At about 14:00 we were sunbathing in fornt of the refuge de Baysselance, sipping an instant coffee with milk prepared on the wonderful Trangia stove U&L gave us and giving a bite to the special homemade "mountaineers' cake" they cook up there: absolutely delicious! We met a very nice Belgian couple from Charleroi, hiking part of the GR10, and chatted with them part of the afternoon and evening, while they made plans for the next days... we showered in the wind, stared at the views of a storm approaching from Gavarnie and waited for A. and his angels to show up... but they didn't. At some point, the Belgian couple decided to summit the Petit Vignemale in the evening, just in case the weather became bad for longer than just the night and we went to built the bivy 2.0 on a nice flat area sheltered from the wind with a great round sonte wall. Perfect spot? Looked like... A. and his angels were still nowhere to be found by the time dinner was served, which we enjoyed even more after the guy from the refuge told us they had arrived safe at the refuge des Oulettes de Gaube, at the foot of the north face, and decided to stay there for the night... One eats much better with no worries!

the bivy 2.0, the whole Vignemale family again and the refuge de Baysselance... the calm before the storm. 
We went to bed early and slept like two logs, until the roaring storm reached us, pouring lightning, thunder, rain and thin crushed ice around our 1-person ultralight, waterproof, tiny, shiny lime-green, nylon fortress! It held all night and did the job remarkably, even though the neat stone-walled flat area we had settled onto eventually became a cozy jacuzzi, whose 10 cm high tide started to move our mattresses across the perfectly dry floor. When the water finally found its way through the door's zip, it was about 06:30. We called it a night, packed everything, jumped out just on time to see our hiking boots drifting away with the flow, put them on and run to the refuge for a warm breakfast. Some weren't as lucky and others pitied us after a comfortable and warm night in a comfy bed and under a solid roof. Call it classes if you want, but as for the way down, we were all equal! Fortunately, the rain stopped shortly after 09:00 and we even saw a little bit of sun and blue skies before reaching Ossoue's dam and the 2c15.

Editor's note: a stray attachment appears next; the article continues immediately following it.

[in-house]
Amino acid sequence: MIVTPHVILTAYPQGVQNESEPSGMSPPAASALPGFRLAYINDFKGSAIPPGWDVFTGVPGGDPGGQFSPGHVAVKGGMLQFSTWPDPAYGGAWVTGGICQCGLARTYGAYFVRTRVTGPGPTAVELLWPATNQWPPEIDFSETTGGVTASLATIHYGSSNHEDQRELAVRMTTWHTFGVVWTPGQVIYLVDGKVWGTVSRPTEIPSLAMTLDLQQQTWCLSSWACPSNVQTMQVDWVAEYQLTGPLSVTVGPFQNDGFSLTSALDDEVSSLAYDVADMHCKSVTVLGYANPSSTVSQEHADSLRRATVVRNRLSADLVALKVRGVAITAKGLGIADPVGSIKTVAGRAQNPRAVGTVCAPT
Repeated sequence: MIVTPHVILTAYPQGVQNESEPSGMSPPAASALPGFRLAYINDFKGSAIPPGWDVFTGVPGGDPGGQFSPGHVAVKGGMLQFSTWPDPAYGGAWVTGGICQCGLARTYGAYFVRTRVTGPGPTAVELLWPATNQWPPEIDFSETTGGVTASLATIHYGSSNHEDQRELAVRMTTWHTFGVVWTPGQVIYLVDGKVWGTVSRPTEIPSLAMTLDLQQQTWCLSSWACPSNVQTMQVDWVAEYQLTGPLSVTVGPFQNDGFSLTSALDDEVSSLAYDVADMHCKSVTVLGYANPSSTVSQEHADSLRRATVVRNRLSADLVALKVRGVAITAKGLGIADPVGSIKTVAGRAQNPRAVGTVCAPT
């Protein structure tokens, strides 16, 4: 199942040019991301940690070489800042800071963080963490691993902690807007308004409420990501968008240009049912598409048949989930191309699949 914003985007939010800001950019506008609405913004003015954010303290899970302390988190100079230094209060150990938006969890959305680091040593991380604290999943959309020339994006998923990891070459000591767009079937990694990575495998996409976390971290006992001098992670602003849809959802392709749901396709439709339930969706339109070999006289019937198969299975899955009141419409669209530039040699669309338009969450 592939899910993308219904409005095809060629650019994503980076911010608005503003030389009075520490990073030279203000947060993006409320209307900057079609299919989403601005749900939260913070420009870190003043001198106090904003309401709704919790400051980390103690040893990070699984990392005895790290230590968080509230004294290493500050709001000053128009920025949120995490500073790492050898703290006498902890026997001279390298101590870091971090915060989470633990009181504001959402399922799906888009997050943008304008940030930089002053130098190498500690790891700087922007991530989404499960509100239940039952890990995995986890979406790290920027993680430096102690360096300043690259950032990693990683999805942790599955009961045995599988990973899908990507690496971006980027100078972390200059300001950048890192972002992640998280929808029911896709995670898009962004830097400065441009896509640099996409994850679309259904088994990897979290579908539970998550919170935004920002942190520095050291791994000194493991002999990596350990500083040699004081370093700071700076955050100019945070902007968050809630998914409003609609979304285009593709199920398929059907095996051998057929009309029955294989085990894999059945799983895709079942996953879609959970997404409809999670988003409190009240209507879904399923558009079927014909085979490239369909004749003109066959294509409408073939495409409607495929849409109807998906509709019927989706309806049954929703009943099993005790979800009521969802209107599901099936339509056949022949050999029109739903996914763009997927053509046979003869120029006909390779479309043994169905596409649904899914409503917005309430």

Ossoue's waterfalls backed by the night's rainfalls and the unreal greenness with its icelandic je-ne-sais-quoi
After a short second breakfast of bread, cheese and red wine, we gave the Belgian couple a lift down to Gavarnie, exchanged emails, bought some postcards and arranged a meeting with A. and his angels, who happened to be doing some sightseeing and miracle-hunting in Lourdes. The rest of the adventure is not worth telling in details (the road, drying the gear, washing the clothes, showering with warm water, cooking real food...), except for an important one: we didn't summit the Petit Vignemale on day 2 as we hoped, but we made it back home alive and safe, which is - according to Mountaineering: the Freedom of the Hills and without a doubt, the one and only goal when going into the wilderness!


* help us retrieve this information and win an exclusive Un(t)raveling postcard and envelope, all the way from us to you, straight in your mailbox!

** here they are: a bunch of young Rupicapra pyrenaica fellahs, on quite an exotic "Holiday on ice" ballet: